TOWARDS A PAPERLESS FUTURE
I came across an article in the NY Times today, about a new e-paper reading device, which sounds like it does all the stuff that I bought my tablet pc for, for a fraction of the price. I can’t wait until everybody has one of these things, and we can stop wasting so much paper. Earlier this month a Belgian newspaper started testing versions of electronic paper, using a device called the iLiad E-reader.
This device is made by a company called iRex Technologies. Sony is releasing their own e-reader device later this year. Both of the devices are able to download newspapers, books, and can double as a notebook for jotting down notes. The reader devices weigh a mere 0.8lbs, making them light enough to hold comfortably in one hand, and are expected to cost USD$400 initially, although this cost is expected to drop as they become more common. Right now when I whip out my PDA on the bus to read an ebook, I’m usually the only one doing so, whereas if I pull out my ipod to listen to some music or a podcast, I’m just the same as everyone else. Ebooks have been around for a while, but haven’t really caught on yet. New technological advances in e-paper indicate these devices may do for ebooks what the ipod did for mp3s by bringing them to the masses. What makes this technology different than other tablet-style readers, is the screens are designed to reflect rather than emit light, which makes it appear more like normal paper, and easier to read in all light conditions. This results in very long battery life, another reason this technology is great. Another benefit of e-paper news readers, is the ability to show dynamic advertising that is not only related to time of day, avoiding showing beer ads in the morning or coffee ads at night, but could also show ads based on the demographic of the reader, and even ads related to location as determined by wifi hotspots.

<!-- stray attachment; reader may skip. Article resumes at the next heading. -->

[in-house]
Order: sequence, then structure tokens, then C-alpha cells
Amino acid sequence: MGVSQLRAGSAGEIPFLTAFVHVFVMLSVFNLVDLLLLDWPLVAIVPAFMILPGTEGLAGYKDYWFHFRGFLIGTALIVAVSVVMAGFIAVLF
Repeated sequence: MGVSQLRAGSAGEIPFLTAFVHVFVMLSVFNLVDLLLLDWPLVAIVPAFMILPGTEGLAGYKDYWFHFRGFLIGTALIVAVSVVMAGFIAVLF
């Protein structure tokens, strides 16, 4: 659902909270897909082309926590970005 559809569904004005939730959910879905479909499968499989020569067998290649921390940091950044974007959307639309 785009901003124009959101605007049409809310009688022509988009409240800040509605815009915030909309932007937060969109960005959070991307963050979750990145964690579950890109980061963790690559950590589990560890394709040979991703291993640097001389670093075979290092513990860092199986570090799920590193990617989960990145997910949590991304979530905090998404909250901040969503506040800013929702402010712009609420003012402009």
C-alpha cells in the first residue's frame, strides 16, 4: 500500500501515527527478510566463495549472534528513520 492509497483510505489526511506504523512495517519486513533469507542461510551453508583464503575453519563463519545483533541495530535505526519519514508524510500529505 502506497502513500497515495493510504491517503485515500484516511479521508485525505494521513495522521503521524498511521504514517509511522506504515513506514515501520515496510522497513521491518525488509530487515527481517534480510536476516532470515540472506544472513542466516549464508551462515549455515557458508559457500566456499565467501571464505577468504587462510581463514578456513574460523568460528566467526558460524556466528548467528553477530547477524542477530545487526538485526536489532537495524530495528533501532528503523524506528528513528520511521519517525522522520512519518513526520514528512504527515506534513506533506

The other obvious application for this is in the classroom, where an ereader could replace textbooks, notebooks and assignment sheets. Students wouldn’t lose their homework, and assignments could be transmitted digitally to the teacher’s reader. Perhaps instead of blaming the pet dog, students might one day report that their homework has a virus..